Sen. Sheldon Whitehouse (D-RI) grilled President Donald Trump's pick to head the Justice Department over a mysterious payment to acting attorney general Matthew Whitaker.
The acting attorney general received more than $1.2 million in salary from a conservative nonprofit that does not reveal its donors, and Whitehouse asked nominee William Barr whether he would investigate the payments.
"In my letter to you I expressed my concern that Mr. Whitaker was paid $1.2 million through what I consider to be a front group that has very little reality to it," Whitehouse said, "and that the funding that came to that front group to pay him, the million dollars came through another entity that is essentially an identity-laundering operation that has no independent business operation."
Whitehouse said the payment's mysterious origins made it impossible to comply with ethics regulations.
"The result of all of this is that somebody out there arranged to get over a million dollars to Mr. Whitaker," the senator said, "and we have no idea who that somebody is, and as I mentioned to you in our conversation, I don't see how we do a proper recusal and conflict analysis for somebody when the player who delivered the million dollars is still hidden behind the curtain. Is that something that you will help us fix?"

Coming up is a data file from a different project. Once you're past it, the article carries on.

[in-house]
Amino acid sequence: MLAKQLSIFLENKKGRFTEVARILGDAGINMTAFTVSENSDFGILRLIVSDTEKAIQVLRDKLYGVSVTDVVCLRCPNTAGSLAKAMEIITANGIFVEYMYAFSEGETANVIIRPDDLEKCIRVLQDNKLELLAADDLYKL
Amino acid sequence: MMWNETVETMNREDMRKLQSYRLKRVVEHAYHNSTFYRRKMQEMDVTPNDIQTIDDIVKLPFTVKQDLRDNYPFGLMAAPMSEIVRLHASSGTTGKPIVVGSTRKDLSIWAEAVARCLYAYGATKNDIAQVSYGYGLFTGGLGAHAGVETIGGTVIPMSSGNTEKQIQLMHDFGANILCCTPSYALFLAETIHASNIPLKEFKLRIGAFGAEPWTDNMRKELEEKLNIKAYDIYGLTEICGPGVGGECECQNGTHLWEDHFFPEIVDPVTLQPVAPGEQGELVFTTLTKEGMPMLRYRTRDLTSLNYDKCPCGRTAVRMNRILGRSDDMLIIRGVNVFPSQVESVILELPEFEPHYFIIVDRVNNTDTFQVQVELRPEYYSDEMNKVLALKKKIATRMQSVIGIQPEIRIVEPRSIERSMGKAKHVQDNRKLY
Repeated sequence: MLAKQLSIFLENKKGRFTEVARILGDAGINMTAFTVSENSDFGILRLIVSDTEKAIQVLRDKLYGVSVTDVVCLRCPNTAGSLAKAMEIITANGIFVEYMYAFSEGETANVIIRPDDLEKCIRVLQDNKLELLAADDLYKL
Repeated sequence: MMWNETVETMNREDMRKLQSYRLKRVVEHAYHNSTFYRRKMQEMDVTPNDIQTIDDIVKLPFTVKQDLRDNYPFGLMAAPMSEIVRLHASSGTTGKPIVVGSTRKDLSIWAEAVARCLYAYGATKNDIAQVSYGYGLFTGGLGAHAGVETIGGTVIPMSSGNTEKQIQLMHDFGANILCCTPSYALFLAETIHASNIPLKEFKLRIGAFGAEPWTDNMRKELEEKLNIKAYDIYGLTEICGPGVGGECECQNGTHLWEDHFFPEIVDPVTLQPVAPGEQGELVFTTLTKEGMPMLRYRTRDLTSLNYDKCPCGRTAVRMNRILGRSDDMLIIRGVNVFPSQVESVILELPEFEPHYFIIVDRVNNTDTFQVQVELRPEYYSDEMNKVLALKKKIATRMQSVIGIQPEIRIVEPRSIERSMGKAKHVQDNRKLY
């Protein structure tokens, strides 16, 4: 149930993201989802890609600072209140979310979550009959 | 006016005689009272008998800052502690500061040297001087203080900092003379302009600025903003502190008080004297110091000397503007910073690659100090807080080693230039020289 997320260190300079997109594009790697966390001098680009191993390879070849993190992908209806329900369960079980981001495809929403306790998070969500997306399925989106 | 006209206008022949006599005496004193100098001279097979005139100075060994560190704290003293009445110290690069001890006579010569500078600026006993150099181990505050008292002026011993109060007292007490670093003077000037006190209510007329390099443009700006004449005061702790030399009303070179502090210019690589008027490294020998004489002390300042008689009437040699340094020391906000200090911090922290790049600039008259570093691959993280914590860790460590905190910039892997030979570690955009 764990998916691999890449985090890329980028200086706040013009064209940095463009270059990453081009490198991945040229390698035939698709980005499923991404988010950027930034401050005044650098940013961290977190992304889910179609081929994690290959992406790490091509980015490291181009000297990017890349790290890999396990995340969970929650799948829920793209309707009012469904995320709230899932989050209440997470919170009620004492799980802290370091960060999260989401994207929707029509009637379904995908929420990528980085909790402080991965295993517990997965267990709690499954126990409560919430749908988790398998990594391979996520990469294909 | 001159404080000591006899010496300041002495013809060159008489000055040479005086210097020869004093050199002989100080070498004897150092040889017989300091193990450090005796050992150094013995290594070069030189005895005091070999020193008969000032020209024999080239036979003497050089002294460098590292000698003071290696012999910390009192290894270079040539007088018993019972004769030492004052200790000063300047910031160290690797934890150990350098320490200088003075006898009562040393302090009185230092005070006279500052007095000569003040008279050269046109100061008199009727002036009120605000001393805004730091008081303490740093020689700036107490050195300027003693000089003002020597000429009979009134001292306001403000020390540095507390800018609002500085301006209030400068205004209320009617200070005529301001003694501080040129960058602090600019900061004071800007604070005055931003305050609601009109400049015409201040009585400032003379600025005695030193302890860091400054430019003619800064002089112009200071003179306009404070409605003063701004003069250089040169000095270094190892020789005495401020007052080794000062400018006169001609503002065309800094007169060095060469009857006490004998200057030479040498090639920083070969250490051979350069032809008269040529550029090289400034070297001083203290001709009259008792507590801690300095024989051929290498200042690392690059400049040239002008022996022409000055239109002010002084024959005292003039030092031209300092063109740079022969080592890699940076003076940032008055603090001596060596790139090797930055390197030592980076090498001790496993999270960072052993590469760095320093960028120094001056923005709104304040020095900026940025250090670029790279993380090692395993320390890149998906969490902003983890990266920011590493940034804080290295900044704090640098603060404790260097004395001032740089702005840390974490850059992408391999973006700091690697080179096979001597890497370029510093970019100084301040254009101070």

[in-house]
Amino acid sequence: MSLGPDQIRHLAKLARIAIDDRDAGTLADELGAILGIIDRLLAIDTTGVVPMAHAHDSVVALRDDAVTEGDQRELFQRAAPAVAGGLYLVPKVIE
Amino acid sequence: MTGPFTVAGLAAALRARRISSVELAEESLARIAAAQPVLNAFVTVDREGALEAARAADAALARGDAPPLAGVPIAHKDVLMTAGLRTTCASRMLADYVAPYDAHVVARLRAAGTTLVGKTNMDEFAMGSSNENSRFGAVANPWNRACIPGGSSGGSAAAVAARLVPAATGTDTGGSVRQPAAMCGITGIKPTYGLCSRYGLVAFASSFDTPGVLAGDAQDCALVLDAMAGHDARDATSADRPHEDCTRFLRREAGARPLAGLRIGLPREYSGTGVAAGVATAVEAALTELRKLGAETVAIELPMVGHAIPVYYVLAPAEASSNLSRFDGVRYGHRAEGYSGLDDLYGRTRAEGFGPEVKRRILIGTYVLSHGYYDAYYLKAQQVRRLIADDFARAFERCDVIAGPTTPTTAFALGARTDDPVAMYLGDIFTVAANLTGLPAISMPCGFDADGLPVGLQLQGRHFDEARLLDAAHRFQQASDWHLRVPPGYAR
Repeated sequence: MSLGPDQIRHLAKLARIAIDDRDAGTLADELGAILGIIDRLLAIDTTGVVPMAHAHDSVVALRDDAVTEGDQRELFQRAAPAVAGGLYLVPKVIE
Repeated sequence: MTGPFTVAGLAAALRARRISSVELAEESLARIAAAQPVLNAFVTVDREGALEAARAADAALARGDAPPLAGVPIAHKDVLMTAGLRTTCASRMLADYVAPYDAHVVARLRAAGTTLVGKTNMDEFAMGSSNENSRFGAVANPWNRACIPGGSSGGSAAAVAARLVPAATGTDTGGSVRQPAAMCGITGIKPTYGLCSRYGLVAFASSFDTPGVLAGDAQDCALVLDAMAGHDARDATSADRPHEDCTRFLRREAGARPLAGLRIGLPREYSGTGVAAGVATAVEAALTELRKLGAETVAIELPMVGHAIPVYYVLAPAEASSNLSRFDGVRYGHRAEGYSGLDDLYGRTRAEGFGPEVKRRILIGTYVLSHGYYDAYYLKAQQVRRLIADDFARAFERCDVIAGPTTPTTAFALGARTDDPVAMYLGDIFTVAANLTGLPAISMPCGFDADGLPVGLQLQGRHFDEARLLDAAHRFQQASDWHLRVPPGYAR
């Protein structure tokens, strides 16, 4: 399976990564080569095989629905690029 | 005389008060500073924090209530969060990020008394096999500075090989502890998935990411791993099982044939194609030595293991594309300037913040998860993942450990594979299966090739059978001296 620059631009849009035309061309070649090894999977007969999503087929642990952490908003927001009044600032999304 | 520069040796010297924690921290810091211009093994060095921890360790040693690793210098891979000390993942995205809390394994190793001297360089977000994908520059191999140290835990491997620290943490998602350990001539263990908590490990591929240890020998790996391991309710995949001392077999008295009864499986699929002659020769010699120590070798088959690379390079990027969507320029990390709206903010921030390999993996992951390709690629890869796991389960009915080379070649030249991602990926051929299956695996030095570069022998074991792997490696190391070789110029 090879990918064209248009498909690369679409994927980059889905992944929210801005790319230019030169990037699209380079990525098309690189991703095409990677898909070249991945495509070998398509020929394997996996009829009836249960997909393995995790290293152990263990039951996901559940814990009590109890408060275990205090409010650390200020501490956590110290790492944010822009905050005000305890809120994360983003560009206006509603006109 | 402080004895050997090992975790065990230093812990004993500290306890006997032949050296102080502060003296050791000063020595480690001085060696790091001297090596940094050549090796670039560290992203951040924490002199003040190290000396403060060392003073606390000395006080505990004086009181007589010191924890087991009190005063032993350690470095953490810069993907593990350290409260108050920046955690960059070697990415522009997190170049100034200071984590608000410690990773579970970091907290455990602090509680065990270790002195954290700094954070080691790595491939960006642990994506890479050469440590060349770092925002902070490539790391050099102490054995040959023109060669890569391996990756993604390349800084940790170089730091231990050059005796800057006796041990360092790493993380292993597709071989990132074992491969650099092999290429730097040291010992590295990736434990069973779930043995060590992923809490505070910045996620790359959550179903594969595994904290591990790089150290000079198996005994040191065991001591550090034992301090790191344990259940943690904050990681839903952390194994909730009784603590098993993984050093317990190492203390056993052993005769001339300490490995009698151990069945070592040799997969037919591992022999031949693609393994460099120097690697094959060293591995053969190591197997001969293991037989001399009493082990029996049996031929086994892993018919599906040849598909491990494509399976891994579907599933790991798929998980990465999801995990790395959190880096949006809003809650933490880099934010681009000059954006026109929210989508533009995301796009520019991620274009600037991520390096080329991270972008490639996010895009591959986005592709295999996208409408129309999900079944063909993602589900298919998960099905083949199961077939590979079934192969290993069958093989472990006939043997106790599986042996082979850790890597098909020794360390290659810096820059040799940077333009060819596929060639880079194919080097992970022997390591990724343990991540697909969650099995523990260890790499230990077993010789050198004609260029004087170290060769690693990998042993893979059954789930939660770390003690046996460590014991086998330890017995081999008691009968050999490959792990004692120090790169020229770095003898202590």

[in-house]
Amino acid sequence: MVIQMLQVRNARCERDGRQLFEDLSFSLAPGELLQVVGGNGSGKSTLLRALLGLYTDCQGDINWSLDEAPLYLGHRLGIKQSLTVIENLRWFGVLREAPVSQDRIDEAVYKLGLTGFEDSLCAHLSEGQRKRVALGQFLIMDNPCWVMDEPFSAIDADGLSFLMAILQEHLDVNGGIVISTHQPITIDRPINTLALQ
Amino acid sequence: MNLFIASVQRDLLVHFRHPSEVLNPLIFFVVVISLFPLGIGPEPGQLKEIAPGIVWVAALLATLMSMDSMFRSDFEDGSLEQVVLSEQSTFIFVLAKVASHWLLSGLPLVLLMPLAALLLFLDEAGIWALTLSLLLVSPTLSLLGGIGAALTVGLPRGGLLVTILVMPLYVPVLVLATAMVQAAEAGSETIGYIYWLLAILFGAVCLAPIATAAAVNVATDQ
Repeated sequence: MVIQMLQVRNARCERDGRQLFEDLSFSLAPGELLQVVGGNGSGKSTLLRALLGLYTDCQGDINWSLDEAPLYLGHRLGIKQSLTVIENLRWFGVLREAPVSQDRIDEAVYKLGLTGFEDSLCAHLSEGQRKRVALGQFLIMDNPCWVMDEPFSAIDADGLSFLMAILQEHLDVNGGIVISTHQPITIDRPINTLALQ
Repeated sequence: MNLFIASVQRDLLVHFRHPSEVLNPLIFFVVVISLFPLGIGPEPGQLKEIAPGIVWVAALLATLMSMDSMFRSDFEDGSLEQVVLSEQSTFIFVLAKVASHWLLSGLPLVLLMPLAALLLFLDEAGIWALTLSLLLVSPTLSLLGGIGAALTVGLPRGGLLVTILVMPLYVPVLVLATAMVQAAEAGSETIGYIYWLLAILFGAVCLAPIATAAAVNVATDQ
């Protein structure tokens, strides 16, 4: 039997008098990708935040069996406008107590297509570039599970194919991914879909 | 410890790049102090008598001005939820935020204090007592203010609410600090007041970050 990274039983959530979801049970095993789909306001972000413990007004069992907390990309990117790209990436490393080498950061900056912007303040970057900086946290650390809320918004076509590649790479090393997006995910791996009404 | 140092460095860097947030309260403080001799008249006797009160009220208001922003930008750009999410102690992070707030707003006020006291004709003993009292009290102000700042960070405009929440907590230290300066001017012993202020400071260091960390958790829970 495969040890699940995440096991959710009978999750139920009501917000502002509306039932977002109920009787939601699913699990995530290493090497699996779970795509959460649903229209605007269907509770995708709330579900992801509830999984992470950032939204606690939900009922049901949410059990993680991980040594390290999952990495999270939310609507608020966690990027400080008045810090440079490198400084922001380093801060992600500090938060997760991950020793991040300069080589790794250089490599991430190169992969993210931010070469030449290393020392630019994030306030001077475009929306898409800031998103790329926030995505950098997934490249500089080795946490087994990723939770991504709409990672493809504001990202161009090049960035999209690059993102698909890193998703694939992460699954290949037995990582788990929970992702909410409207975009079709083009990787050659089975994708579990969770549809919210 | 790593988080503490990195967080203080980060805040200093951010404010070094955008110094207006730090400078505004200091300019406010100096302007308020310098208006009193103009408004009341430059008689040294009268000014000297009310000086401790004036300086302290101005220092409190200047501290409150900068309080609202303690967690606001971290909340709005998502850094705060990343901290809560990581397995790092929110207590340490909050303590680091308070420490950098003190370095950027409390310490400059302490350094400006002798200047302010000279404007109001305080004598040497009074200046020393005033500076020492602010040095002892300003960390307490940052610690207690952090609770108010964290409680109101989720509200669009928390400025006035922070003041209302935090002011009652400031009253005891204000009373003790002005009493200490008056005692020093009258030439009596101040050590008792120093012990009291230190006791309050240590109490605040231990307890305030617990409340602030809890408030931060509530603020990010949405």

Barr said that he did not believe Whitaker had done anything wrong, and Whitehouse cautioned the nominee that there weren't enough facts in evidence to make that determination.
"You know, I think that that raises a very interesting point that I think I would like to review with the ethics people and experts in even (the Office of Government Ethics) to talk about that," Barr said, "because the more I thought about that, the more I thought that the trick is going to be deciding what kind of entities and how far back you go, because that can be said of a lot of different kinds of entities."
Whitehouse then suggested the Justice Department's money laundering investigators should examine the payments.
"If the department's money laundering folks looked at this operation," Whitehouse said, "they would see it as almost amateurish and simple and something quite easy to penetrate, and it would be quite easy simply to ask Mr. Whitaker what he knew, to ask whoever is still at (Foundation for Accountability and Civic Trust) what they knew, and to ask them to cough up the identity of the donor, and if they refuse to do that, nothing guarantees jobs at the highest level of government who is not willing to provide those disclosures."